For almost two years, I have been a regular practictioner of Bikram Yoga. That’s the hot, sweaty, hold your balancing and strength poses for what feels like a very long time, yoga. The instructors call it “a 90 minute moving meditation.” Every day of practice teaches me many valuable lessons.
One of the biggest lessons from my practice has been the value of surrender. I am not a come by surrender naturally type of girl. I generally feel the need to meet force with opposing force. One of the yoga instructors emphasizes “effort with ease.” This is not my usual M.O. My mindset has tended to be if you meet resistance, will yourself to push harder; if you feel like quitting, suck it up; if you’re tired, tell yourself that you’re not… you get the picture. This is the mindset that got me through running a marathon, several half marathons and a crazy 10K mudrun. I can almost believe that this mindset served me well in those moments. However, it becomes annoyingly difficult to operate in this mindset in a 110 degree humid room full of hot, sweaty bodies, where you’re sweating like you’ve never sweated before and pushing yourself to your mental and physical edge repeatedly, all at someone else’s prompts. In that room, at some point, it’s all too much- all of the feedback from my mind and body- and it is in those moments that I just surrender, because there is nothing else I can do. That is not to say that I leave the yoga room. Instead, I stop thinking about how hot it is, how hard the poses are, how inflexible my body is, what tasks I have waiting for me after class, how this class compares to the last one that I did, etc. and I give in to the yoga. I do not will my body to do the yoga, rather I accept that it can. The chatter and feedback that are generally ever-present in my mind fade away. In those moments I am fully present in my mind and body, but also fully accepting of the limitations and strengths of both. And oddly enough, there is a certain, dare I say, bliss, in that surrender. Because I just don’t care anymore, and with that lack of care comes an almost exhilarating freedom, and that is perhaps why I keep going back for more.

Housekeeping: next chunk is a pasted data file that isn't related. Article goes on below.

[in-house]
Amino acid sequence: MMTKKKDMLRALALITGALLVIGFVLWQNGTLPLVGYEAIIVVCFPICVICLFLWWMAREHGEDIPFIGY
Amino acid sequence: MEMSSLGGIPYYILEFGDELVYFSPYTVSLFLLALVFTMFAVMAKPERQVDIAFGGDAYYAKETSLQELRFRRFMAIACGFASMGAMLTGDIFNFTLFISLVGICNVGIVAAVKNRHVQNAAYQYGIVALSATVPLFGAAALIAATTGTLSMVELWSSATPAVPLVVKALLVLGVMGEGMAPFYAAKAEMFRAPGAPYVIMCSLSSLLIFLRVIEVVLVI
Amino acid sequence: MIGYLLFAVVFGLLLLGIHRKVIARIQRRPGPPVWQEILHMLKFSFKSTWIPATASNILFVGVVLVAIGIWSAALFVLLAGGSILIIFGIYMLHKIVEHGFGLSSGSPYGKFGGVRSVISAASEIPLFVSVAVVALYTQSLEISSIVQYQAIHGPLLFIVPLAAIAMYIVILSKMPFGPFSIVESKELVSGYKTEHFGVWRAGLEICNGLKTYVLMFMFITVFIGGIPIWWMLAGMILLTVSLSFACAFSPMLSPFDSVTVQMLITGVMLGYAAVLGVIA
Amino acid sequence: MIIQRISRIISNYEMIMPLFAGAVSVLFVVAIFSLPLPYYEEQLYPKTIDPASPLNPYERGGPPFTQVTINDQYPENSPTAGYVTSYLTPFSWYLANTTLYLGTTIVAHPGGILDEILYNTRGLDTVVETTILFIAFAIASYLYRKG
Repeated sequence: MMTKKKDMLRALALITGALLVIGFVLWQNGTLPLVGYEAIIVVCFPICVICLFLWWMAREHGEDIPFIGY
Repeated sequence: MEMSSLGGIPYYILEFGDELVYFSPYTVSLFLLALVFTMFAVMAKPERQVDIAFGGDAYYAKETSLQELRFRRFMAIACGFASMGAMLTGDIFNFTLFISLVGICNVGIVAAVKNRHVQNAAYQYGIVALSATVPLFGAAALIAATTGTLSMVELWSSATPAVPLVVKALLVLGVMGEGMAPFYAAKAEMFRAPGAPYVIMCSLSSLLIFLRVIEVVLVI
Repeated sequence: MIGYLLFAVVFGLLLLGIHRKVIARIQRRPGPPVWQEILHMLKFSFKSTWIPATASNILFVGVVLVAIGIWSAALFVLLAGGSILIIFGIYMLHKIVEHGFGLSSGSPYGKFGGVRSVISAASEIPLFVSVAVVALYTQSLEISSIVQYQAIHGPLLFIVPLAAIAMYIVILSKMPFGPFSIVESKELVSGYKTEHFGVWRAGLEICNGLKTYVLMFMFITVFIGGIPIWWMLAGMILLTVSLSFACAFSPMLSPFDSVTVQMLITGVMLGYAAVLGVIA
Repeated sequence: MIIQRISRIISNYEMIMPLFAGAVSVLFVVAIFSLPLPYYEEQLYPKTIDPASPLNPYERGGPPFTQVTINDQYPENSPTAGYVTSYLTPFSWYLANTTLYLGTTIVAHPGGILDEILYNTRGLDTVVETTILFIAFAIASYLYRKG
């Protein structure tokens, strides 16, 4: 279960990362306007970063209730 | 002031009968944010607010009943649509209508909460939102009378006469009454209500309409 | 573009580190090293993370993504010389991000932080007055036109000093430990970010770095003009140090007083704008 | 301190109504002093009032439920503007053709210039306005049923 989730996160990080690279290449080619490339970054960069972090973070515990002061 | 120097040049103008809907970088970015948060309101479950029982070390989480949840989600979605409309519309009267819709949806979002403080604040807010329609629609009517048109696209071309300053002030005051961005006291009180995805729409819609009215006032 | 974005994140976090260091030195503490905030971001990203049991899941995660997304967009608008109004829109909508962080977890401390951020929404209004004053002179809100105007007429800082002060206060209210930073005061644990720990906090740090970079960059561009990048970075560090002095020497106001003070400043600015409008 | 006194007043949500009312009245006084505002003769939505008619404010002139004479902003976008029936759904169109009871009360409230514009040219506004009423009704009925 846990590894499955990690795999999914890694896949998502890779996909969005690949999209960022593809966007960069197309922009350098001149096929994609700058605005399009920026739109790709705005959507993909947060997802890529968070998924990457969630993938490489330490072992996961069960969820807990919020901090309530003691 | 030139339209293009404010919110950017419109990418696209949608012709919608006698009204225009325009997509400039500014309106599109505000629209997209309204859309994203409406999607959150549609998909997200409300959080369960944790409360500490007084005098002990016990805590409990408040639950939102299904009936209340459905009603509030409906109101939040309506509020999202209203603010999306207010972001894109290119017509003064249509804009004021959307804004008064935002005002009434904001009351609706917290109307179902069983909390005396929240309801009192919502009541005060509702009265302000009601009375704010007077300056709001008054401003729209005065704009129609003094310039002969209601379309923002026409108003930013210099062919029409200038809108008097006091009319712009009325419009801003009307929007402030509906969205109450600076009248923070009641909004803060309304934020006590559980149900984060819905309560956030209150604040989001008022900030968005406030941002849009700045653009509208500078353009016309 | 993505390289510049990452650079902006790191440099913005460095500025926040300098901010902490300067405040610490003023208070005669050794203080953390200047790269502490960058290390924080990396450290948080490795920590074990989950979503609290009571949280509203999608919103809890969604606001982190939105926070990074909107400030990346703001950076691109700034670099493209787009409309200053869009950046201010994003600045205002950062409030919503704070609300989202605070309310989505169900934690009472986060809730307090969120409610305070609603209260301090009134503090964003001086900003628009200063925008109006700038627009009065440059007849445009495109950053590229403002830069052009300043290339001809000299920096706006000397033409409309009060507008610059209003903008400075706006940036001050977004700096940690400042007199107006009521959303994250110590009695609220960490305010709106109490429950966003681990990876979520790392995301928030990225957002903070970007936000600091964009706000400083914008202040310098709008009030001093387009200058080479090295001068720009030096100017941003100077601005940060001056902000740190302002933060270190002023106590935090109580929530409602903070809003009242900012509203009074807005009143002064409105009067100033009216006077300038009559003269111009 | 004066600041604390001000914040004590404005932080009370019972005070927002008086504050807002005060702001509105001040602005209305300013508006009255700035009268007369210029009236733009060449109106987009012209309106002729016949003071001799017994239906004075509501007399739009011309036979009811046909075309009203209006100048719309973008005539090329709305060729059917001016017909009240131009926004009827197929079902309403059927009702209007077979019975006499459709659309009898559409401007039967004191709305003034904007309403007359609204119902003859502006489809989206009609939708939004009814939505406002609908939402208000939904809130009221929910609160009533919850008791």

I feel like I have to write something, anything. I have no idea where I am going with this post (which is unusual for me) but I can only hide from the fact that I have a neglected blog for so long. I can only pretend that all of the ideas that keep materializing out of seemingly nowhere in my mind do not deserve to be voiced in print for so long. So, begrudgingly and ironically I am sitting down to write, today, now. I could keep making excuses about how an unplanned 4 day hiatus from school (just a small natural disaster to blame) has left me with my 3 children at home and no time to write, but hey, this is my life and much of what happens in it, for better and worse, is unplanned. The irony comes from the fact that in the not so recent past, I finished reading the book The War of Art by Stephen Pressfield. While the gems that come from this book are too numerous to mention, one piece stuck with me, and I have been trying my hardest to deny it. “There’s a secret that real writer’s know that wannabe writers don’t, and the secret is this: It’s not the writing part that’s hard. What’s hard is sitting down to write. What keeps us from sitting down is Resistance.” I could write the book on resistance (no pun intended). Resistance is a good friend of mine, we go way, way back. But what keeps playing over in my head, for months now, is that if you want to be a writer, you have to actually write. Not a novel concept (wow I am funny today). Yet some part of me, apparently the part of me that doesn’t think that I can/should/am good enough etc. to be a “real” writer, keeps winning out over the part of me that desperately wants to and needs to write.
For all of us that is the easier road, at least in the short run, to let the resistance win. It has all the rational arguments, it has all the ammunition of why you will fail at what you want to do, it will not hesitate to tell you how childish and silly you are to think that you can be something or someone different than who you are today. But if you’re lucky, that meek little voice inside you that’s telling you to be different, to start something new (or restart something from your past) will be persistent, will bounce back from the continual bullying blows of resistance, and one day will force you to be who you were meant to be. Having at least written something today, I’m starting a path towards evening the score with my own resistance.